By Iain McCartney.
It certainly does not seem like twenty five years since Aberdeen lost their coveted manager to Manchester United. Mind you, it doesn’t seem like that I have been married for twenty-six years, but that is another story!
If the Aberdonians found the departure of their manager hard to take, then those of Glasgow’s big two went out and had a few more drinks than usual to celebrate getting rid of the man who had caused them more sleepless nights than Tennants Lager onto the other side of Hadrian’s Wall. There were certainly no chorus of ‘Haste Ye Back’.
There were few celebrations in Manchester either, as no-one quite knew what the new manager would bring. There were of course a few smiles of satisfaction at boardroom level at Old Trafford, but even there, the appointment was accompanied with hope and not a guarantee.
I had actually seen Ferguson the player (probably the only season ticket holder at Old Trafford that can make that statement), turning out for St Johnstone and as a football loving youngster had also obtained his autograph. I had also witnessed what he had achieved with Aberdeen, but like everyone else had little idea of what lay in store on the banks of the Manchester Ship Canal.
However, it didn’t take me long to realise that something was bubbling away in my adopted city and I ignored the ‘Fergie Out’ banners, gave Ralph Milne my 100% backing (and still do), as he was simply a stop gap and Fergie, like me, knew that with Dundee United he had been an able enough player.
I had no concerns when he waved goodbye to Hughes, Ince and the Russian. Better players had left before. After all, I had watched Man United strive to European Cup glory, scrap for First Division survival and plunge to the depths of the Second Division. I had also stood in the Leeds end, in hope more than fear, as our faint Championship hopes under Dave Sexton failed to materialise.
Whatever the future held, bring it on.
Would I ever see United win the championship again? I began to wonder when we were pipped by Leeds. But then, like a good wine or malt whisky, the correct blend had been found and it had slowly matured and was ready for everyone to taste and savour. Twenty-five years on, we are still drinking it and it tastes as good as ever.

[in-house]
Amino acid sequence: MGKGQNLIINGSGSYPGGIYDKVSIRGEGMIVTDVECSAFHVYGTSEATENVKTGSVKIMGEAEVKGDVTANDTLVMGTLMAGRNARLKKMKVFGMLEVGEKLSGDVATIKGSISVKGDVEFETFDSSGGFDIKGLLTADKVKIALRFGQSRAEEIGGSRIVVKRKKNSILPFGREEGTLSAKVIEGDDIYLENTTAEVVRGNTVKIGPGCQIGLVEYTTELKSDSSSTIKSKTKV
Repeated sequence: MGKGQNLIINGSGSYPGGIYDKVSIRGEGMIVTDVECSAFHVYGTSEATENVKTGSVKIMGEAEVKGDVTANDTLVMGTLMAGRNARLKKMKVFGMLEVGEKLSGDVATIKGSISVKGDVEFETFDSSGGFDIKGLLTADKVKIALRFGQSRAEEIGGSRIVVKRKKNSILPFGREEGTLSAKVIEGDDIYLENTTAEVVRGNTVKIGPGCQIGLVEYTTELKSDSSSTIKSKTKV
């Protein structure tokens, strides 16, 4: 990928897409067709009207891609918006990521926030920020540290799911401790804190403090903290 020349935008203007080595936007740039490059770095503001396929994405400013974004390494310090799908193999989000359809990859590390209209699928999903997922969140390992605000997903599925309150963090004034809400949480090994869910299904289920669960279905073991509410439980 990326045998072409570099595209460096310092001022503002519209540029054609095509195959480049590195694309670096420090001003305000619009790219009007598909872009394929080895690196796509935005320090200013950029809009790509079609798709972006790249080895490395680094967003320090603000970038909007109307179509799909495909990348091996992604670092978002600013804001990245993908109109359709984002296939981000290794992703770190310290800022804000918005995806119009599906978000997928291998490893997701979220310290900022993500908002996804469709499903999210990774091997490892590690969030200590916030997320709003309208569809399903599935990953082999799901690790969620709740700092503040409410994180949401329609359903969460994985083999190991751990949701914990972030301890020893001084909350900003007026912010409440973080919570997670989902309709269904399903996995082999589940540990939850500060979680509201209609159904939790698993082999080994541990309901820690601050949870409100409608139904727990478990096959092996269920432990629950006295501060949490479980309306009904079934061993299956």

Thankfully United have no record of hiring and firing, as who can imagine what we might have endured had the United board listened to the support as they had done with Dave Sexton. There would certainly be considerable empty space in the memories section of the old brain box.
Memories. That is what Sir Alex Ferguson has given us. We have endured dire ninety minutes, but they have certainly been outnumbered by the good times. Everyone will have their own and for everyone, we should say ‘Thanks Sir Alex’.
My wife knows that Barcelona in ’99 was the best night of my life. She understands. She has stood on the terraces with me. Celebrated Norman’s goal alongside me at Wembley in ’85. She can tolerate my ‘affair’. My daughter even goes now to worship at the feet of the maestro.
Who can forget the rainy night in Rotterdam, even those two semi-finals against Oldham at Maine Road that played their part in that European Cup Winners Cup Story. Brucie’s two goals in that dramatic afternoon against Sheffield Wednesday and the Blackburn Rovers game that was soon to follow.
Fortunately, I can relive the Sir Alex Ferguson’s Manchester United story whenever I like, as I have a huge archive of newspaper reports and cuttings from the days of Newton Heath until now. It’s all there.
Oh, and I also have the programme from a young Alex Ferguson’s Scottish League debut for Queens Park against Stranraer. I got him to sign it and for once he was lost for words.
Unfortunately, he will not be sitting in the Old Trafford forever, my thoughts on that will keep to another day, but on Saturday afternoon, the stadium will rise as one as the grey haired figure in the black coat emerges from the bowls of the tunnel and makes his way down the pitch side, or will they give him a guard of honour? Quite possibly. It is then that all the memories will come flooding back and we can all say our thanks to the man who has given us so much.
Thank you Sir Alex for the past twenty-five years.
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